A Class of Solid-like Electrolytes for Rechargeable Batteries Based on Metal-Organic Frameworks Infiltrated with Liquid Electrolytes
Energy storage and conversion are key technologies in modern society, and they are becoming more and more important. This is mainly due to the severe future impact of fossil fuels on the world’s economy and ecology. So, there is an urgent need for alternative energy sources to address the depletion of fossil fuels and the environmental impact of their continued use. However, the large-scale development of renewable energy resources such as wind, solar, geothermal, biomass and hydropower, that are unpredictable and intermittent. Thus, these technologies require highly reliable electrical energy storage (EES) devices, which can store the excess produced electricity and release it on demand.
Rechargeable batteries such as lithium-ion batteries, store energy through electrochemical reactions that typically occur throughout the bulk active materials, allowing comparatively large amount of energy to be stored compared with electric capacitors. The last decade has witnessed a tremendous growth in lithium-ion batteries for applications such as microelectronics and electric vehicles. However, the development of battery energy density has seriously lagged behind the demand growth of Li-ion batteries. Thus, high energy density electrode materials are extremely demanded in next-generation cutting-edge electronic devices. Parallel to this development, rechargeable batteries based on Na+, K+, Mg2+ and Al3+ ions have also attracted great interests due to their abundance and low cost.
Such batteries generally employ flammable liquid electrolytes, which bring severe safety concerns. In this case, solid electrolytes are believed to be able to suppress Li dendrite growth because of their high mechanical strength and high Li+ transference number. In order to allow the implementation of high-specific-energy Li-metal batteries, both inorganic and organic solid electrolytes have been explored. Inorganic electrolytes may exhibit high ionic conductivity (e.g., > 10–4 S cm–1), whereas scale fabrication of solid batteries remains challenging. Polymeric electrolytes are less difficult to be integrated, whereas their ionic conductivity remains low at ambient temperature (e.g., < 10–5 S cm–1). Solid-like electrolytes, which are generally made by encapsulating liquid electrolytes within solid porous scaffolds, represent another direction with the merits of both liquid electrolyte and solid electrolyte.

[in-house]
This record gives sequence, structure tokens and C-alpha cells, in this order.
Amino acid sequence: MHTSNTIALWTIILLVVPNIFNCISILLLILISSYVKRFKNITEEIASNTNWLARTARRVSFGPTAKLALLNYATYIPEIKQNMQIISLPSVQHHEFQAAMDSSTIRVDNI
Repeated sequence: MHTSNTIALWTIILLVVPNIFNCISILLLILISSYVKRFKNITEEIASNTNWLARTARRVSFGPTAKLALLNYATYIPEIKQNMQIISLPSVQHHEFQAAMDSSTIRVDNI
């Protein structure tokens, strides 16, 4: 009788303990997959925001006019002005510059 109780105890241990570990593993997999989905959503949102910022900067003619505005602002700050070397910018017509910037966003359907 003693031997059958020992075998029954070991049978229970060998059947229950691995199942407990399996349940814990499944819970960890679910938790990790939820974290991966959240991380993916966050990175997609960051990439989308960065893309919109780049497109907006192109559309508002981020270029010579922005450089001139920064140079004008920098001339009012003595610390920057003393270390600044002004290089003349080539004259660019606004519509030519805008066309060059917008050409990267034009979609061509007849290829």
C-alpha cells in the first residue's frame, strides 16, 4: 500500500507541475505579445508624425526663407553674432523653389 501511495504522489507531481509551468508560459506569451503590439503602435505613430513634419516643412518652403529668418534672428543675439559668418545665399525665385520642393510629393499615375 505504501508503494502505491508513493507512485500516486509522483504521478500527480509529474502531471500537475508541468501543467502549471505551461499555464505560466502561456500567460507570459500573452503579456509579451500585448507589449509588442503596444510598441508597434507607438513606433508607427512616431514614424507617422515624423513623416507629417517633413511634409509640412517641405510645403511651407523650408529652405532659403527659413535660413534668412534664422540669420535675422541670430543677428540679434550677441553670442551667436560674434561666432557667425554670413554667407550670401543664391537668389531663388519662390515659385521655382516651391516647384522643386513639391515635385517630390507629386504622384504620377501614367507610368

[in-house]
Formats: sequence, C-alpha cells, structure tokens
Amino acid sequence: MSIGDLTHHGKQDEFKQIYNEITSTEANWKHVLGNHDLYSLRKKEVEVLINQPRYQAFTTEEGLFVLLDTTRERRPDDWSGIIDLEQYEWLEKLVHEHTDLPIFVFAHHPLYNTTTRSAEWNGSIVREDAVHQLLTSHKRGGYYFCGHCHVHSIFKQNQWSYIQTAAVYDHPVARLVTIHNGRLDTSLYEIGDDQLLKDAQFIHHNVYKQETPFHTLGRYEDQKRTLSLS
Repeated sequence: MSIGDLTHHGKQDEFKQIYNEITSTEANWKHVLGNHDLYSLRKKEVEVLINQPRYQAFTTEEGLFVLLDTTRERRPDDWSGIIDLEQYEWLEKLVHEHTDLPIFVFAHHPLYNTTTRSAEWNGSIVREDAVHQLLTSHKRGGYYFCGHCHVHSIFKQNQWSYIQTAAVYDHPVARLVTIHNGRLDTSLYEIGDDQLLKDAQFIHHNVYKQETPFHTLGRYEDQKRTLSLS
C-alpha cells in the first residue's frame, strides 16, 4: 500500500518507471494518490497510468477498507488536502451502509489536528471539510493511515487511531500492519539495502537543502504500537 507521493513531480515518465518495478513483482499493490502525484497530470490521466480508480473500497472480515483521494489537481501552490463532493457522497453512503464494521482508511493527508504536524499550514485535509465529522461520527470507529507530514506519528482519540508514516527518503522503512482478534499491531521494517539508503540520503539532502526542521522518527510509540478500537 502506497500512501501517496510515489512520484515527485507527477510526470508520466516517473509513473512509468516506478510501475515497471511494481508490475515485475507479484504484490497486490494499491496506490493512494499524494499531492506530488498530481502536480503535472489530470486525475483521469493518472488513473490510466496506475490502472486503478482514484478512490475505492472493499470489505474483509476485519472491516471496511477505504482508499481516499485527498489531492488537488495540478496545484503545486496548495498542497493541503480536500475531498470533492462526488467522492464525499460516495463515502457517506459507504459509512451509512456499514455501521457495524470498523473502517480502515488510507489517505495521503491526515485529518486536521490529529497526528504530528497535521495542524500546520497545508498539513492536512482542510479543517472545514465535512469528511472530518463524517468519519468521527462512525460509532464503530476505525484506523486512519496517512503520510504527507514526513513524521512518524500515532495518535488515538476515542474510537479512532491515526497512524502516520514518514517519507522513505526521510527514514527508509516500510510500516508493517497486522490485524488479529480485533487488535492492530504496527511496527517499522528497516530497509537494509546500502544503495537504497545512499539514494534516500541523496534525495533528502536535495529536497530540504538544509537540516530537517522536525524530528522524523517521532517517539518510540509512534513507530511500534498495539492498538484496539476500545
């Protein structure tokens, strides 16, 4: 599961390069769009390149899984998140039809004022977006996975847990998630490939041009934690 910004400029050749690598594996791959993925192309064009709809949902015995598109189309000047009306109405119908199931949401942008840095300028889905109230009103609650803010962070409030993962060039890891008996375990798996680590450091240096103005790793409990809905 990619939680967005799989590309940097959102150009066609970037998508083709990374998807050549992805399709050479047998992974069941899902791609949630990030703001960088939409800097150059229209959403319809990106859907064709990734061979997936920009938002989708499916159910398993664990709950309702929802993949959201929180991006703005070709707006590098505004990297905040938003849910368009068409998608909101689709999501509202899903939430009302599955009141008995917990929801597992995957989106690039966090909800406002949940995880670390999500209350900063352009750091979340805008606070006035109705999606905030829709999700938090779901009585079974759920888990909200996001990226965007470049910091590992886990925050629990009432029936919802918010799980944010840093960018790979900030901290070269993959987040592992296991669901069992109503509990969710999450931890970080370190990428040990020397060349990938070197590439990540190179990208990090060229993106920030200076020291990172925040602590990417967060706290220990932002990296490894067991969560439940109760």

In this dissertation, we developed a novel family of solid-like electrolytes, which are made by infiltrating MIL-100(Al), a MOF with high porosity and excellent thermal, chemical and electrochemical stabilities, with a series of liquid electrolytes that contain cations from the 3rd period (Na+, Mg2+ and Al3+) and the 1st group (Li+, Na+, K+ and Cs+). Particularly, the Mg2+ solid-like electrolyte exhibits superionic conductivity (>10–3 S cm–1) with a low activation energy of 0.20 eV. From Li+, Na+, K+ to Cs+ with reducing Stokes radii and ionic solvation shell thickness, both the liquid electrolytes and solid-like electrolytes show a similar trend of increasing conductivity. This work investigates the ion-conduction mechanism of MOFs based solid-like electrolytes, providing reliable principles to the design of fast-conducting solid-like electrolytes for alkali or multivalent metal ions.
Furthermore, we successfully employed MOF-based solid-like electrolytes in Na-metal batteries. Both MOF/polymer composite electrolytes on GF served as functional separator or directly as gel polymer electrolytes show advantages compared with commercial separators. The cell using solid-like electrolyte notably surpasses the cell using liquid electrolyte in terms of cycle stability and Coulombic efficiency. This work expands the application of MOF-based solid-like electrolytes from Li to Na metal batteries, offering the possibility for further applications in high energy density rechargeable batteries.